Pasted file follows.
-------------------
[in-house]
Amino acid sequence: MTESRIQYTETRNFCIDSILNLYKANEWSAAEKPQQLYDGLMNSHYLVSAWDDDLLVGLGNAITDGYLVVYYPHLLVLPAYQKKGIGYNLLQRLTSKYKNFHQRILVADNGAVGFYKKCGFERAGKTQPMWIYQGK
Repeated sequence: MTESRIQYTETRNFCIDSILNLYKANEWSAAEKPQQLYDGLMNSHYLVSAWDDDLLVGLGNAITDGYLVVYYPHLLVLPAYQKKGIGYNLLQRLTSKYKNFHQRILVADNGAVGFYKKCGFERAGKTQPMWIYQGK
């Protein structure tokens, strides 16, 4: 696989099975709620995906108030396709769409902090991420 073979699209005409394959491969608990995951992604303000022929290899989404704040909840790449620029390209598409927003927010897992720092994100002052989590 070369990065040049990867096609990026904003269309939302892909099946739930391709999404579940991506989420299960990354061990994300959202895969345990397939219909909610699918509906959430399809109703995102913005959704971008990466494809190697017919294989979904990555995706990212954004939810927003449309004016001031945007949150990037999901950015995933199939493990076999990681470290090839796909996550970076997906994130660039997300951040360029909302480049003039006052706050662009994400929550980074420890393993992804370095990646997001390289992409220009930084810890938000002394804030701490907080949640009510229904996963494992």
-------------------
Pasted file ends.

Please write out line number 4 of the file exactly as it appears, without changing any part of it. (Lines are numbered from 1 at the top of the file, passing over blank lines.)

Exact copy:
């Protein structure tokens, strides 16, 4: 696989099975709620995906108030396709769409902090991420 073979699209005409394959491969608990995951992604303000022929290899989404704040909840790449620029390209598409927003927010897992720092994100002052989590 070369990065040049990867096609990026904003269309939302892909099946739930391709999404579940991506989420299960990354061990994300959202895969345990397939219909909610699918509906959430399809109703995102913005959704971008990466494809190697017919294989979904990555995706990212954004939810927003449309004016001031945007949150990037999901950015995933199939493990076999990681470290090839796909996550970076997906994130660039997300951040360029909302480049003039006052706050662009994400929550980074420890393993992804370095990646997001390289992409220009930084810890938000002394804030701490907080949640009510229904996963494992």